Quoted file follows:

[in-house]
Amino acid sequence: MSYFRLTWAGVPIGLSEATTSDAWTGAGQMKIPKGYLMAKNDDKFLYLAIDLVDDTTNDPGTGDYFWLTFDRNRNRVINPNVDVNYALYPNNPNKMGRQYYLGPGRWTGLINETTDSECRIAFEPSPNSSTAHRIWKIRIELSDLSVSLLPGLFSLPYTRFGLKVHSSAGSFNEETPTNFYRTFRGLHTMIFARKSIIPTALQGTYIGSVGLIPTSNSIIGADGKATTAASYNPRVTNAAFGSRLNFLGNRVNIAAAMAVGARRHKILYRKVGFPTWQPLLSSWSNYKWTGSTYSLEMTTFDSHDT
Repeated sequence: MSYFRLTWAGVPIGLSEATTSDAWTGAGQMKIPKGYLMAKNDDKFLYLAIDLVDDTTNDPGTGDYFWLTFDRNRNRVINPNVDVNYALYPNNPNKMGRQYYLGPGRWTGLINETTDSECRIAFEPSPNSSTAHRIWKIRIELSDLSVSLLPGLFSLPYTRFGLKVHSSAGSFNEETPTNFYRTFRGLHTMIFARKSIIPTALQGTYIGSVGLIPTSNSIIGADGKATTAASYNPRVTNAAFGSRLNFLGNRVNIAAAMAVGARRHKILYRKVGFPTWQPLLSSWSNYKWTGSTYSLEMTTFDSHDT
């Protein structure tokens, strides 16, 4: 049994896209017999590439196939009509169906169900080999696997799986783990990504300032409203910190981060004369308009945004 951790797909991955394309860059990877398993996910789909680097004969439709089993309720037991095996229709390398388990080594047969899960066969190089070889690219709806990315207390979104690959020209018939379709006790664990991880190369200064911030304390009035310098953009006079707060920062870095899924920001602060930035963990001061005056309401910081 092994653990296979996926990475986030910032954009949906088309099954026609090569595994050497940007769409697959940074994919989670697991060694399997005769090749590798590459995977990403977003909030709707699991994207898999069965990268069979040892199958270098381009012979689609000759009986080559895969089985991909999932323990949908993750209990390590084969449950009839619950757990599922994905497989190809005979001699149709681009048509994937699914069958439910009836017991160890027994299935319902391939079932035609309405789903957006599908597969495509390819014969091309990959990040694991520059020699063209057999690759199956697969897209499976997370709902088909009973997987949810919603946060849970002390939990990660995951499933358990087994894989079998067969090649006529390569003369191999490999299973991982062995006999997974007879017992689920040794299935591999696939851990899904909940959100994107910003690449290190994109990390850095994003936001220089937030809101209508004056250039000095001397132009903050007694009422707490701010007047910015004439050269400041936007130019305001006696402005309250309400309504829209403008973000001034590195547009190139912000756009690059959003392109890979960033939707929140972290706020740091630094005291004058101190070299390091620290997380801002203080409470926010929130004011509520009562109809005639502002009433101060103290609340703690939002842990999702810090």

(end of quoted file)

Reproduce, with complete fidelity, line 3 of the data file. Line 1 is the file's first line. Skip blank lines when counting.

Repeated sequence: MSYFRLTWAGVPIGLSEATTSDAWTGAGQMKIPKGYLMAKNDDKFLYLAIDLVDDTTNDPGTGDYFWLTFDRNRNRVINPNVDVNYALYPNNPNKMGRQYYLGPGRWTGLINETTDSECRIAFEPSPNSSTAHRIWKIRIELSDLSVSLLPGLFSLPYTRFGLKVHSSAGSFNEETPTNFYRTFRGLHTMIFARKSIIPTALQGTYIGSVGLIPTSNSIIGADGKATTAASYNPRVTNAAFGSRLNFLGNRVNIAAAMAVGARRHKILYRKVGFPTWQPLLSSWSNYKWTGSTYSLEMTTFDSHDT